How Do Lithium Batteries Work In Electric Cars
Lithium-ion batteries are a type of rechargeable battery that are commonly used in electric vehicles (EVs). They work by using lithium ions to move back and forth between the positive and negative electrodes of the battery during discharge and charging, respectively.
During discharge, lithium ions are released from the negative electrode (also known as the cathode) and travel through an electrolyte to the positive electrode (also known as the anode). At the same time, electrons flow from the negative electrode to the positive electrode through an external circuit, creating an electric current that can be used to power the car’s electric motor.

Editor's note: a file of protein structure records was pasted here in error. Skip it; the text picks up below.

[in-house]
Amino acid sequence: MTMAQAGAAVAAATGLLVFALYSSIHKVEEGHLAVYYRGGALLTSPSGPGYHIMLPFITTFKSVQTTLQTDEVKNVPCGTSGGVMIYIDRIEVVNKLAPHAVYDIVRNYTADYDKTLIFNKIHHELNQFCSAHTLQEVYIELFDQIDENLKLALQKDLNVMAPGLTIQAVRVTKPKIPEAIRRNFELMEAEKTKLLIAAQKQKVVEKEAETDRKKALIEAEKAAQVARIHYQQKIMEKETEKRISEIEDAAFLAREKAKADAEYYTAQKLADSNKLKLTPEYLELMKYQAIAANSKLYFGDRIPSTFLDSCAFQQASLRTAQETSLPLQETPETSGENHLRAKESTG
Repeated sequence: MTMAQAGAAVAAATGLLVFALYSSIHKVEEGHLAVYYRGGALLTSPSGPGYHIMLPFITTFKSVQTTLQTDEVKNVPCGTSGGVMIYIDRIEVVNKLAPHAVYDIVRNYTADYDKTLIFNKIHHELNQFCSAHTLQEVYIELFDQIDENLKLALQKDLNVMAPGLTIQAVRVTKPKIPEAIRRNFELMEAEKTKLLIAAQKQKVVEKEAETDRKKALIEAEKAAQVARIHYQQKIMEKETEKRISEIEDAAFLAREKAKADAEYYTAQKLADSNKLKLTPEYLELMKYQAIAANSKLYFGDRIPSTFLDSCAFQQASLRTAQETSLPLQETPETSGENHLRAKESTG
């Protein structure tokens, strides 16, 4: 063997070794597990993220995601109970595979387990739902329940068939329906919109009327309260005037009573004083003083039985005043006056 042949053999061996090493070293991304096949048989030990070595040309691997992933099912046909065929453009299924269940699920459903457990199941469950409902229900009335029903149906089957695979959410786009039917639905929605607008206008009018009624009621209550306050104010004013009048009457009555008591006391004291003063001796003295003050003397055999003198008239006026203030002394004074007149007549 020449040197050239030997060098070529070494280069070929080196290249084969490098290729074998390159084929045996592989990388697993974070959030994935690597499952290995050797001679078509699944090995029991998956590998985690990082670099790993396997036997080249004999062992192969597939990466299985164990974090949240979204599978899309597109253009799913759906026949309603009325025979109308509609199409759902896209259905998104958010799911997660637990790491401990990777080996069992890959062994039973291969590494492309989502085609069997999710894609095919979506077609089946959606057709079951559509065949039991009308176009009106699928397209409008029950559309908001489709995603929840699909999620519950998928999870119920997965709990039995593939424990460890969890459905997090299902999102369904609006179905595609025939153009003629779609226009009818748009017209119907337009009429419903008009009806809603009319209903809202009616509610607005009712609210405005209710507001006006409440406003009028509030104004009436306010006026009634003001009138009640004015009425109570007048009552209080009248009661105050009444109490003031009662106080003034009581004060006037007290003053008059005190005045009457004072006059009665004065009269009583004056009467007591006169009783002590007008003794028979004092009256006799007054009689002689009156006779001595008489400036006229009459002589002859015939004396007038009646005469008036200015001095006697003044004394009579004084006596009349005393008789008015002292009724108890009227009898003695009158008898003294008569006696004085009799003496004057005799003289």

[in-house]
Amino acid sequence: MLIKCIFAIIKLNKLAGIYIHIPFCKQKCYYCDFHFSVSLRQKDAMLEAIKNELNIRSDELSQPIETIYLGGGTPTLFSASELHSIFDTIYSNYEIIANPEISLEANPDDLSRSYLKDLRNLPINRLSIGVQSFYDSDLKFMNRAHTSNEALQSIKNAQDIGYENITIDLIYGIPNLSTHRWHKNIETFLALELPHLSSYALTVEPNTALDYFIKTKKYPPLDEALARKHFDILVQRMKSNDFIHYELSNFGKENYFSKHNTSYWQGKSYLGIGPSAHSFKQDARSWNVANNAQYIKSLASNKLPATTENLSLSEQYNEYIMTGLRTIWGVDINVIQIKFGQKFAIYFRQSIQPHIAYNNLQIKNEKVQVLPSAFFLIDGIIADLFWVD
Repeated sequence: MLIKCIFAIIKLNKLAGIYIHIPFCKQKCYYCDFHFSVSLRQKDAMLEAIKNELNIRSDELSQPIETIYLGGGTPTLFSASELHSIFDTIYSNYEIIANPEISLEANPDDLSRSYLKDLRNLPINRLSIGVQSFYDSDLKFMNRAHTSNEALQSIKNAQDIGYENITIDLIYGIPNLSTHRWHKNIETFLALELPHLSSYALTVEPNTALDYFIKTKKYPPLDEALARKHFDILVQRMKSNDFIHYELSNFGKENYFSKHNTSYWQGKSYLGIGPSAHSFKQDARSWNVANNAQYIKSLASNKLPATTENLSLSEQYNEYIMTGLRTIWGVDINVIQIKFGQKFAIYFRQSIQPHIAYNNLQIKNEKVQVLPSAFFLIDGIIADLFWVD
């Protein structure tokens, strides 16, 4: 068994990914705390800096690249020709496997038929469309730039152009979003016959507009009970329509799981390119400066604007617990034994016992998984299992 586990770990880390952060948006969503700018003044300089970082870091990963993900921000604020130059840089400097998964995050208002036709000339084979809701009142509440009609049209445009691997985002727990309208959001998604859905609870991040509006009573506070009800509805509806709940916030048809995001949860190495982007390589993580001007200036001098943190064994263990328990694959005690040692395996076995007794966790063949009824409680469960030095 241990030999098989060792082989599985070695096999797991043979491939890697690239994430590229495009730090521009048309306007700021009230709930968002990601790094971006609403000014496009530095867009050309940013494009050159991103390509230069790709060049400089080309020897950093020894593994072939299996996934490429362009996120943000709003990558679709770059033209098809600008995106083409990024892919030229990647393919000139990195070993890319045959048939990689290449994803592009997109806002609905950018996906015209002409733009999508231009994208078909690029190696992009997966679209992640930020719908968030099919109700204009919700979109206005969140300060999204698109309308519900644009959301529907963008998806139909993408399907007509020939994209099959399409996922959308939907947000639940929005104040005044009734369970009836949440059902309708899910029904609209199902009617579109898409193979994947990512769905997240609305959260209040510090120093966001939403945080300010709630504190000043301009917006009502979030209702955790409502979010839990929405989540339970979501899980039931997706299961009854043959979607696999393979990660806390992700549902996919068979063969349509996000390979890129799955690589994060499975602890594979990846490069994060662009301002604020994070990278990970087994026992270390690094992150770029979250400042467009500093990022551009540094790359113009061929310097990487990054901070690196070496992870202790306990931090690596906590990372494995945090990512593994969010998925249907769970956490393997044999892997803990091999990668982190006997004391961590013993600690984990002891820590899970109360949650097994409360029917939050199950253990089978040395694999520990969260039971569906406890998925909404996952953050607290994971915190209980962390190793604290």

During charging, the process is reversed. Lithium ions are attracted back to the negative electrode, and the electric current flowing through the external circuit forces the ions to move back across the electrolyte to the negative electrode. At the same time, the electrons flow in the opposite direction through the external circuit, back to the negative electrode.
Lithium-ion batteries have a number of advantages over other types of batteries, such as lead-acid batteries, that make them well-suited for use in electric vehicles. They have a high energy density, meaning they can store a lot of energy in a relatively small and lightweight package. They also have a low self-discharge rate, meaning they can hold onto their charge for a long time when not in use. Additionally, they have a long lifespan and can be recharged many times before they need to be replaced.